Sweaty Men Endeavors

The sports blog with the slightly gay name

Monday, September 18, 2006

The Blue is back

First off, an apology feels in order. I know this isn't MGoBlog, The M Zone, Michigan Sports Center, or another of the ever-growing number of sites largely centered on U-M sports. But several blogs out there link to me as a place to find commentary and the like on Michigan football, so if anyone clicked over here, looking for stuff on the Wolverines, I'm sorry for not holding up my end.

My excuses are lame, but I'll note them anyway. For the Vanderbilt game, I had a prior commitment and set my VCR to the wrong channel. (Yes, I still use a VCR. No TiVo or DVR in Casa de Casselberry yet.) So I saw nothing. And for the Central Michigan game, well, I fell asleep during that one-hour rain delay - some time after the third or fourth Bo Schembechler interview I heard. But really, was there much to say about those games?

Of course, that all changed this weekend.

Okay, seriously - who was expecting that? Even if you were optimistic enough to think Michigan could pull out a win at South Bend, you couldn't have been predicting a 26-point victory.

(Photo by Julian H. Gonzalez/
Detroit Free Press)

And really, does the point spread truly indicate just how thoroughly the Wolverines dominated the Irish? The only thing that ever kept this game close was a Chad Henne interception early in the game that tied the game at 7-7. From there, this was truly one of the most unexpectedly enjoyable victories I can remember. I don't think I put my fingernails in my mouth once the entire afternoon. What a pleasant surprise.

This was such a deep, powerful cleanse for the Michigan football program. You couldn't have found something this good at GNC, man. How light and unencumbered did you feel on Sunday morning? Everything that you wanted or could've hoped for was given to you on Saturday. Lloyd Carr's new offense and defense addressed plenty of questions and concerns - and emphatically so.

▪▪ Winless at Notre Dame Stadium since 1994? Forget that.

▪▪ A six-game losing streak in road openers? No longer relevant.

▪▪ What's wrong with Henne? He was rather inconsistent and inaccurate in his first two games, looking much like a quarterback who - despite Lloyd Carr's protestations to the contrary - appeared to be regressing in his progression.

One game can change a lot. He was on against the Irish, making good decisions, handling himself with cool poise, throwing with accuracy and touch, and perhaps most importantly, connecting on the deep patterns which were entirely missing from the Michigan game plan in the first two games. Was he really only 13-of-22 for 220 yards? It seemed like he threw for 400 yards. Of course, three touchdowns can do that to your perception. Speaking of those three touchdowns...

▪▪ Will anyone ever replace Braylon Edwards? Mario Manningham made quite a case for being Ann Arbor's Next Top Receiver, with those three scores. Terrail Lambert surely reduced to curling around the cool solace toilet in the Notre Dame locker room after being frequently victimized by Manningham. (Sorry, I just can't join Frank Beckmann in calling him "Super Mario." Even if the nickname fits, it's just too dorky for my liking.) In Lambert's defense, however, he didn't get juked out of his jockstrap like Ambrose Wooden did on that first 69-yard touchdown.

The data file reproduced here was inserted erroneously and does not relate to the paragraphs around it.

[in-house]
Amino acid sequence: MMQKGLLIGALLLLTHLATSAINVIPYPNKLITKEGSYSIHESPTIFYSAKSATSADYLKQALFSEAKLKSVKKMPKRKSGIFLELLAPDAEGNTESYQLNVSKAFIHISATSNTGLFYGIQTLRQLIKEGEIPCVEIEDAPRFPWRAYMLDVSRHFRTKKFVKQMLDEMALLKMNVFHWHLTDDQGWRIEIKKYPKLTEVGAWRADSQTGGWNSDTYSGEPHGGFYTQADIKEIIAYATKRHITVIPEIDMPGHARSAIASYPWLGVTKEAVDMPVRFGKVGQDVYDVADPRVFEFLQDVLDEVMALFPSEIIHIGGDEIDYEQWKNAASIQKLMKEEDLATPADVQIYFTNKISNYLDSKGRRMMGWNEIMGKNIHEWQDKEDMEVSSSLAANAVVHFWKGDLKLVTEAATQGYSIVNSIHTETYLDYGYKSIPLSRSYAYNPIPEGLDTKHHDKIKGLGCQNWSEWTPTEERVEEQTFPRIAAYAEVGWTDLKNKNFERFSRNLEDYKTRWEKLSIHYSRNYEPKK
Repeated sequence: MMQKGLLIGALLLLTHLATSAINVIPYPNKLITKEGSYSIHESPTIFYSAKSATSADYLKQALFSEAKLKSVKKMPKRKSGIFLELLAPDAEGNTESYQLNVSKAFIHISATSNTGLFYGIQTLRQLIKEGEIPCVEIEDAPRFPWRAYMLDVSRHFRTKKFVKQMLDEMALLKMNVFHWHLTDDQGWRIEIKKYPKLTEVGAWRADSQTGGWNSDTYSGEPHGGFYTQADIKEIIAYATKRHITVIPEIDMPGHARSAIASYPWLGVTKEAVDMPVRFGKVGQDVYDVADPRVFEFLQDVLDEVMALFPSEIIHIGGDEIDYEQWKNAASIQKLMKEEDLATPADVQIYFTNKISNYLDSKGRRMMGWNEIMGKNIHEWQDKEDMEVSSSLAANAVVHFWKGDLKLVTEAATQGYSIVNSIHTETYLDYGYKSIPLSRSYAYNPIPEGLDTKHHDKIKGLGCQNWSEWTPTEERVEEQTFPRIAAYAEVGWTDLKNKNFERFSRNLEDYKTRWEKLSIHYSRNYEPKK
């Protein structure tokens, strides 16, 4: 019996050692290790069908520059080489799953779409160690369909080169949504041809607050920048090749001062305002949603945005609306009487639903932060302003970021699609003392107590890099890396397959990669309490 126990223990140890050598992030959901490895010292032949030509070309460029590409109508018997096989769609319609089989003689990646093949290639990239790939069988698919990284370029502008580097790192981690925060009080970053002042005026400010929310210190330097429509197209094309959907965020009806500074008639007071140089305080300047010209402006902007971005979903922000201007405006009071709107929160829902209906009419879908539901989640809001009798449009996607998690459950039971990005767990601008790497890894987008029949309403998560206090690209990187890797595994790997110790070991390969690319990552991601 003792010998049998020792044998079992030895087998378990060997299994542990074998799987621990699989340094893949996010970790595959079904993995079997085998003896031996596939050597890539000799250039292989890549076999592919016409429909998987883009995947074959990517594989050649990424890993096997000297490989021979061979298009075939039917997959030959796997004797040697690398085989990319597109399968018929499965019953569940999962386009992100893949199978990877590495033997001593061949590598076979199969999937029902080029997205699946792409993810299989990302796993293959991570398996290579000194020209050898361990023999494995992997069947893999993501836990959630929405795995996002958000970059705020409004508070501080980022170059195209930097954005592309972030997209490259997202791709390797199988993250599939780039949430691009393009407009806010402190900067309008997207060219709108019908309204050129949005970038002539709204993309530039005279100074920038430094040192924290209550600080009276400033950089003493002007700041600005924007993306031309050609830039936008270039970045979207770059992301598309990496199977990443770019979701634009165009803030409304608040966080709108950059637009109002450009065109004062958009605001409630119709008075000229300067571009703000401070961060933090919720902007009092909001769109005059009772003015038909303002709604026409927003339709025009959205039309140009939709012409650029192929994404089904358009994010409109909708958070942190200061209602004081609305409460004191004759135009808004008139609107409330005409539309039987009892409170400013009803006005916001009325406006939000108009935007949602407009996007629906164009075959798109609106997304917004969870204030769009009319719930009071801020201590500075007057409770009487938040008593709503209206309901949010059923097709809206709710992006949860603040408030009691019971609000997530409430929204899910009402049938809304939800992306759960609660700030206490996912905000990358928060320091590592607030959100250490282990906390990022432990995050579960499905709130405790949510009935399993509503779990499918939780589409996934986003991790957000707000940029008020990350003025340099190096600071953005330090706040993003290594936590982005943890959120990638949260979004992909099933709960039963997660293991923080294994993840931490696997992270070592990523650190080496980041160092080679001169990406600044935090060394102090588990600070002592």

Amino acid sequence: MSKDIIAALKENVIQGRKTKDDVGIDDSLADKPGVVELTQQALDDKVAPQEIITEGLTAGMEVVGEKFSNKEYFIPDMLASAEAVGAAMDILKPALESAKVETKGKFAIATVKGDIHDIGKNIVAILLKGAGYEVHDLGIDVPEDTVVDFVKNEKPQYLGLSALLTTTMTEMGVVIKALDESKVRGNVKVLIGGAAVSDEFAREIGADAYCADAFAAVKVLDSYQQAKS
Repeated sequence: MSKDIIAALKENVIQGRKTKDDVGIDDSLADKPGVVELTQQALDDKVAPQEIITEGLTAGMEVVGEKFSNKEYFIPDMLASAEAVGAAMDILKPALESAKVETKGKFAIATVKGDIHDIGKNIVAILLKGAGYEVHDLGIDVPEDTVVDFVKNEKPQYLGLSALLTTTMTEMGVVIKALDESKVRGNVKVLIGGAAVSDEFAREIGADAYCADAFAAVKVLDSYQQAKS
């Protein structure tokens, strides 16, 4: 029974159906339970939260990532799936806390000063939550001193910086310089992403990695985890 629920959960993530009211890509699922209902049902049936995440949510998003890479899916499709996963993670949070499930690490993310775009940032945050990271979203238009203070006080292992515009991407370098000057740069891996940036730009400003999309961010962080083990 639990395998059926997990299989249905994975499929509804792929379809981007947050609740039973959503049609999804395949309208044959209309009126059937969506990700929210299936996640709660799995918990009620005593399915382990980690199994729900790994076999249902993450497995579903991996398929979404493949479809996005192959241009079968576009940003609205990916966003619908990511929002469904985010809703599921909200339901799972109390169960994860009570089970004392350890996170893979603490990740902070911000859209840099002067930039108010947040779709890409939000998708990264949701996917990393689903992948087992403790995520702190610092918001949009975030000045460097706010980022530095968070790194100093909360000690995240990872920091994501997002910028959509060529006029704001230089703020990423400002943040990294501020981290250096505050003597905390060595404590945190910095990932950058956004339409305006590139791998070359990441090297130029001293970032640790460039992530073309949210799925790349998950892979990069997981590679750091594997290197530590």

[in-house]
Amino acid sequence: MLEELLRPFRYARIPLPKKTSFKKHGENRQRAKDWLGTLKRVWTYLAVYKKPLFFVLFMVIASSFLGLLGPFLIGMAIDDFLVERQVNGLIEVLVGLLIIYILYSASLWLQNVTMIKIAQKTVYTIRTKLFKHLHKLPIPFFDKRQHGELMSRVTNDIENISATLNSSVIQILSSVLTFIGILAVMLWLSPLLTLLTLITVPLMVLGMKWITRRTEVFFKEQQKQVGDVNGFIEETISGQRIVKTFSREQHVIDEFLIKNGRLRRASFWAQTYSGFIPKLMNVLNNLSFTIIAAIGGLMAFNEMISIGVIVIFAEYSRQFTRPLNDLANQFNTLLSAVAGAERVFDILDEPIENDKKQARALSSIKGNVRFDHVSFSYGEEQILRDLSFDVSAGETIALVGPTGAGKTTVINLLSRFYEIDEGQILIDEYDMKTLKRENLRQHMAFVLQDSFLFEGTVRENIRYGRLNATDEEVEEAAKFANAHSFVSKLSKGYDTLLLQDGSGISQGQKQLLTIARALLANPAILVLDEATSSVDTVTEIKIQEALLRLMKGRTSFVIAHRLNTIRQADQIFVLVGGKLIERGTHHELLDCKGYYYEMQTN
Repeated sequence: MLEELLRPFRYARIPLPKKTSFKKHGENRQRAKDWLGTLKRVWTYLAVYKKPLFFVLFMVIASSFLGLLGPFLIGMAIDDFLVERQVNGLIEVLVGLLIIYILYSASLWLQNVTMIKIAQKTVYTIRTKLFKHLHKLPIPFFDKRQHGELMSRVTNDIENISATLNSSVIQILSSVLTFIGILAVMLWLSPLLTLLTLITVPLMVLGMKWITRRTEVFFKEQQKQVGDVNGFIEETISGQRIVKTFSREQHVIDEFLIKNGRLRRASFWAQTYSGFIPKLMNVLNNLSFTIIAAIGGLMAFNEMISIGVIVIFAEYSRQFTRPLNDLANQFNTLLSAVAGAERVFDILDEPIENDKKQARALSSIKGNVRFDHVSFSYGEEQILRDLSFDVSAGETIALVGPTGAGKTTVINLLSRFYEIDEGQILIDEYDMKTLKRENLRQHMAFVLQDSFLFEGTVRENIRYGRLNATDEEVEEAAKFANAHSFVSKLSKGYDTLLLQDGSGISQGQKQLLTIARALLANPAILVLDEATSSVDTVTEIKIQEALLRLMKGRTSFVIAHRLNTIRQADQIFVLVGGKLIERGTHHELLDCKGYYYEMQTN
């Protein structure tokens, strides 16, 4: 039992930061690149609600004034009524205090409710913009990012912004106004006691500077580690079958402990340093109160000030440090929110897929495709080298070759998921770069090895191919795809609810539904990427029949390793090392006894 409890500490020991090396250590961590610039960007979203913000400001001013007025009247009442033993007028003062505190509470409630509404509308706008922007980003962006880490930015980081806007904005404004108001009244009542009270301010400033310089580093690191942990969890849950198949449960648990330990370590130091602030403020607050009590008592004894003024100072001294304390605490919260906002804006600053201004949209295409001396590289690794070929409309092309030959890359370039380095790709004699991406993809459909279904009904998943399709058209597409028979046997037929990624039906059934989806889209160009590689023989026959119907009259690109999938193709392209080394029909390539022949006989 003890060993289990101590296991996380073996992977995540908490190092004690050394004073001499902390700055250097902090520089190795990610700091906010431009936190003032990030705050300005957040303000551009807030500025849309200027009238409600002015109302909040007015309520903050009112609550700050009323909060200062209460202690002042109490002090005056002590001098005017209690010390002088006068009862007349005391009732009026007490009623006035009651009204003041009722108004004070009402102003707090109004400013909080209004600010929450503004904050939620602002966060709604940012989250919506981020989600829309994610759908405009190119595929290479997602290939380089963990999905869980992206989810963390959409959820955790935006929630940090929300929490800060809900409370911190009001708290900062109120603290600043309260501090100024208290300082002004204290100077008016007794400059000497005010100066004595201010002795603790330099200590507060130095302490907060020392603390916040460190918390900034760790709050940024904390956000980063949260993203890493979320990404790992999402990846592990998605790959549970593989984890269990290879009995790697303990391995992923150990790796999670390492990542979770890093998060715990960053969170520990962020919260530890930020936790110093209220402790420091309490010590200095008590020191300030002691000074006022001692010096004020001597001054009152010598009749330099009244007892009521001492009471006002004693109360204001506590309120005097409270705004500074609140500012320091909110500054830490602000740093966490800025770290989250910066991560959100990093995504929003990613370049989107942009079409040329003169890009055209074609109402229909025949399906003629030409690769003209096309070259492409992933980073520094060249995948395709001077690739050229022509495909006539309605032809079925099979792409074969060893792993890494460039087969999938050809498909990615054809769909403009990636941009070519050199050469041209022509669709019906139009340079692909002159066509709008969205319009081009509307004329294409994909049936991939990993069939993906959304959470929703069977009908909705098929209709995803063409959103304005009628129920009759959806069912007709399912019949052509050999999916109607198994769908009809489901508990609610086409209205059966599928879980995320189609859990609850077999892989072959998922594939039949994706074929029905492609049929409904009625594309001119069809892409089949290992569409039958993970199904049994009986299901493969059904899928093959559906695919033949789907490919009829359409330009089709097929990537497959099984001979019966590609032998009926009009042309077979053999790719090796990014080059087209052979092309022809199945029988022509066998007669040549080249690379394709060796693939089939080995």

The only thing that came close to stopping Manningham was the Michigan marching band. He appeared to have suffered a wrist injury after that third touchdown catch just before halftime. But not even that would hold Manningham back. Get this stinkin' cast off my wrist! Unwrap this bandage with authority, my good teammate! That may have been as dominating a four-catch (only four?) performance as you'll ever see.

Any concerns about the defense were likely answered in the first two games, with Ron English molding his squad into the fast, aggressive, attacking unit Michigan fans wanted from Jim Herrmann for years. Even though the competition was Vanderbilt and CMU, it would've been hard to imagine Notre Dame scoring too many points on those guys. So at the very least, the defense would keep Michigan in the game, right?

That expectation changed almost right away, once Prescott Burgess took an interception 31 yards for a score. But would you have guessed that was only a precursor to the rest of the day? Michigan treated Brady Quinn like a kid with taped-up glasses on the first day of school. He was pushed, shoved, and hit constantly throughout the game. A clean dropback-and-throw was a rarity. The defense ripped the Heisman Trophy out of his hands and beat him over the head with it.

Is it an exaggeration to say Michigan hasn't abused a quarterback like that in a big game since Colorado's John Hessler was chewed up and spit out in 1997? (And c'mon, how many times did you mutter "1997" to yourself while watching that performance?) By the time Quinn had the ball slip out of his hand - a fumble which was returned for another touchdown - you almost had to feel sorry for the guy. Almost.

I'll admit it - I was greedy. I wanted fitty points on the board. I smelled blood and wanted to pour a whole fresh pack of O-Neg down my gullet. I was dreading the offense going into a shell to protect their lead in the second half. Fortunately, the running game was churning out so many yards that it never seemed like Michigan was easing off.

So for the rest of the week, at least, it's Gatorade showers and caviar dreams for Michigan football and its fans. Saturday's game was the beginning of a brutal stretch, however. If the Wolverines can get through the next four weeks unscathed, then they likely are as good as they looked against Notre Dame, which was like one of the best teams in the entire country. Suddenly, this football season looks like it could be a hell of a lot of fun.


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